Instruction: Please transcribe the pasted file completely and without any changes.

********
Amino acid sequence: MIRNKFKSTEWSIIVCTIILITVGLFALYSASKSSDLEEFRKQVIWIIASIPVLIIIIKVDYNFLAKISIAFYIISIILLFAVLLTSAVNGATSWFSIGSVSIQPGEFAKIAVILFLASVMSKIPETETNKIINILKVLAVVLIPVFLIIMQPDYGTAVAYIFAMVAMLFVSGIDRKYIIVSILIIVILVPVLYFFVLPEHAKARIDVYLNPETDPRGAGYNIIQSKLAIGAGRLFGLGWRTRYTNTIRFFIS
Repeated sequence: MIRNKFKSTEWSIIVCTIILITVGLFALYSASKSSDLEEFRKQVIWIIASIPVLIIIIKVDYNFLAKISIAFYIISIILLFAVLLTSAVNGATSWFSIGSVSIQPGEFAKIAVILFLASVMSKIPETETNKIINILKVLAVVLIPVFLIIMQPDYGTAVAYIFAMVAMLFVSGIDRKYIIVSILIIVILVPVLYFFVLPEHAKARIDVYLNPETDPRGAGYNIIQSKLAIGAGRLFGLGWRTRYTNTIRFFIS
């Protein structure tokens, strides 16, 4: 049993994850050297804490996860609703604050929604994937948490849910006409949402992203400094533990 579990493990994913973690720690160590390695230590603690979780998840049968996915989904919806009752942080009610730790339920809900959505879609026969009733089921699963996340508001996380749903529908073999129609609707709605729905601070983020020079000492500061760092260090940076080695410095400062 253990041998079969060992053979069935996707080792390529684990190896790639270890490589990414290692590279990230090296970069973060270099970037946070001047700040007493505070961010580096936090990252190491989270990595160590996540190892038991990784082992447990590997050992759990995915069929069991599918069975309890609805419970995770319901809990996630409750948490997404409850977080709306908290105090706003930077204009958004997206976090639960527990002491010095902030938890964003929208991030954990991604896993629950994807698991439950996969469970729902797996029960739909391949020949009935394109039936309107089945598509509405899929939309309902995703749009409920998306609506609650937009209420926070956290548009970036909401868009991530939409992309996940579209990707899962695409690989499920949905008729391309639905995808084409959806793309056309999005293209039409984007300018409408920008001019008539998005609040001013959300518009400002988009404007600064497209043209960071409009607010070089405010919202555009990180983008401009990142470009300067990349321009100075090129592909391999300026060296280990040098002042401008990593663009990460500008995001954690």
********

Amino acid sequence: MIRNKFKSTEWSIIVCTIILITVGLFALYSASKSSDLEEFRKQVIWIIASIPVLIIIIKVDYNFLAKISIAFYIISIILLFAVLLTSAVNGATSWFSIGSVSIQPGEFAKIAVILFLASVMSKIPETETNKIINILKVLAVVLIPVFLIIMQPDYGTAVAYIFAMVAMLFVSGIDRKYIIVSILIIVILVPVLYFFVLPEHAKARIDVYLNPETDPRGAGYNIIQSKLAIGAGRLFGLGWRTRYTNTIRFFIS
Repeated sequence: MIRNKFKSTEWSIIVCTIILITVGLFALYSASKSSDLEEFRKQVIWIIASIPVLIIIIKVDYNFLAKISIAFYIISIILLFAVLLTSAVNGATSWFSIGSVSIQPGEFAKIAVILFLASVMSKIPETETNKIINILKVLAVVLIPVFLIIMQPDYGTAVAYIFAMVAMLFVSGIDRKYIIVSILIIVILVPVLYFFVLPEHAKARIDVYLNPETDPRGAGYNIIQSKLAIGAGRLFGLGWRTRYTNTIRFFIS
């Protein structure tokens, strides 16, 4: 049993994850050297804490996860609703604050929604994937948490849910006409949402992203400094533990 579990493990994913973690720690160590390695230590603690979780998840049968996915989904919806009752942080009610730790339920809900959505879609026969009733089921699963996340508001996380749903529908073999129609609707709605729905601070983020020079000492500061760092260090940076080695410095400062 253990041998079969060992053979069935996707080792390529684990190896790639270890490589990414290692590279990230090296970069973060270099970037946070001047700040007493505070961010580096936090990252190491989270990595160590996540190892038991990784082992447990590997050992759990995915069929069991599918069975309890609805419970995770319901809990996630409750948490997404409850977080709306908290105090706003930077204009958004997206976090639960527990002491010095902030938890964003929208991030954990991604896993629950994807698991439950996969469970729902797996029960739909391949020949009935394109039936309107089945598509509405899929939309309902995703749009409920998306609506609650937009209420926070956290548009970036909401868009991530939409992309996940579209990707899962695409690989499920949905008729391309639905995808084409959806793309056309999005293209039409984007300018409408920008001019008539998005609040001013959300518009400002988009404007600064497209043209960071409009607010070089405010919202555009990180983008401009990142470009300067990349321009100075090129592909391999300026060296280990040098002042401008990593663009990460500008995001954690």